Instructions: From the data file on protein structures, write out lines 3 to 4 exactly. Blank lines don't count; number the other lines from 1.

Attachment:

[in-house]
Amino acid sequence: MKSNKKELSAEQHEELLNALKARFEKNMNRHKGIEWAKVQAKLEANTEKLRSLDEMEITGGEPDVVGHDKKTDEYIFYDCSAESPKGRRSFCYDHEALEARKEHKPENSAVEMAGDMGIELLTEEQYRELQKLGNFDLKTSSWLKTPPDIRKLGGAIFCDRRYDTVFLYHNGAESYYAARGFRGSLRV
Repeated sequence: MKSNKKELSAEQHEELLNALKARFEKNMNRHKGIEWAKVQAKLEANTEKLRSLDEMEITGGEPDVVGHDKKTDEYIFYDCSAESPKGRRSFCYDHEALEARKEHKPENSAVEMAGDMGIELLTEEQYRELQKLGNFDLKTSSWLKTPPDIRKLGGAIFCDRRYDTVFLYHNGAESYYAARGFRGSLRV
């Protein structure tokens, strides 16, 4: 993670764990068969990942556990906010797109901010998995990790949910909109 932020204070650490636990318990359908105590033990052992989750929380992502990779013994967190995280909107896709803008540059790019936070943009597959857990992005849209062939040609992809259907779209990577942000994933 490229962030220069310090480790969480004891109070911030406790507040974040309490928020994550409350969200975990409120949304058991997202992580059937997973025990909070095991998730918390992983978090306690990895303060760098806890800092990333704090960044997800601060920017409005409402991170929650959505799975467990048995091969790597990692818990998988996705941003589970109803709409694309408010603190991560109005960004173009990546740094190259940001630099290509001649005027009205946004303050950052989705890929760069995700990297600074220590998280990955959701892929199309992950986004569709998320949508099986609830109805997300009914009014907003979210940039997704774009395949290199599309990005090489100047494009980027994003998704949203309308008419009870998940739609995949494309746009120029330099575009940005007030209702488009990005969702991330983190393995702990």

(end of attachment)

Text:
Repeated sequence: MKSNKKELSAEQHEELLNALKARFEKNMNRHKGIEWAKVQAKLEANTEKLRSLDEMEITGGEPDVVGHDKKTDEYIFYDCSAESPKGRRSFCYDHEALEARKEHKPENSAVEMAGDMGIELLTEEQYRELQKLGNFDLKTSSWLKTPPDIRKLGGAIFCDRRYDTVFLYHNGAESYYAARGFRGSLRV
């Protein structure tokens, strides 16, 4: 993670764990068969990942556990906010797109901010998995990790949910909109 932020204070650490636990318990359908105590033990052992989750929380992502990779013994967190995280909107896709803008540059790019936070943009597959857990992005849209062939040609992809259907779209990577942000994933 490229962030220069310090480790969480004891109070911030406790507040974040309490928020994550409350969200975990409120949304058991997202992580059937997973025990909070095991998730918390992983978090306690990895303060760098806890800092990333704090960044997800601060920017409005409402991170929650959505799975467990048995091969790597990692818990998988996705941003589970109803709409694309408010603190991560109005960004173009990546740094190259940001630099290509001649005027009205946004303050950052989705890929760069995700990297600074220590998280990955959701892929199309992950986004569709998320949508099986609830109805997300009914009014907003979210940039997704774009395949290199599309990005090489100047494009980027994003998704949203309308008419009870998940739609995949494309746009120029330099575009940005007030209702488009990005969702991330983190393995702990």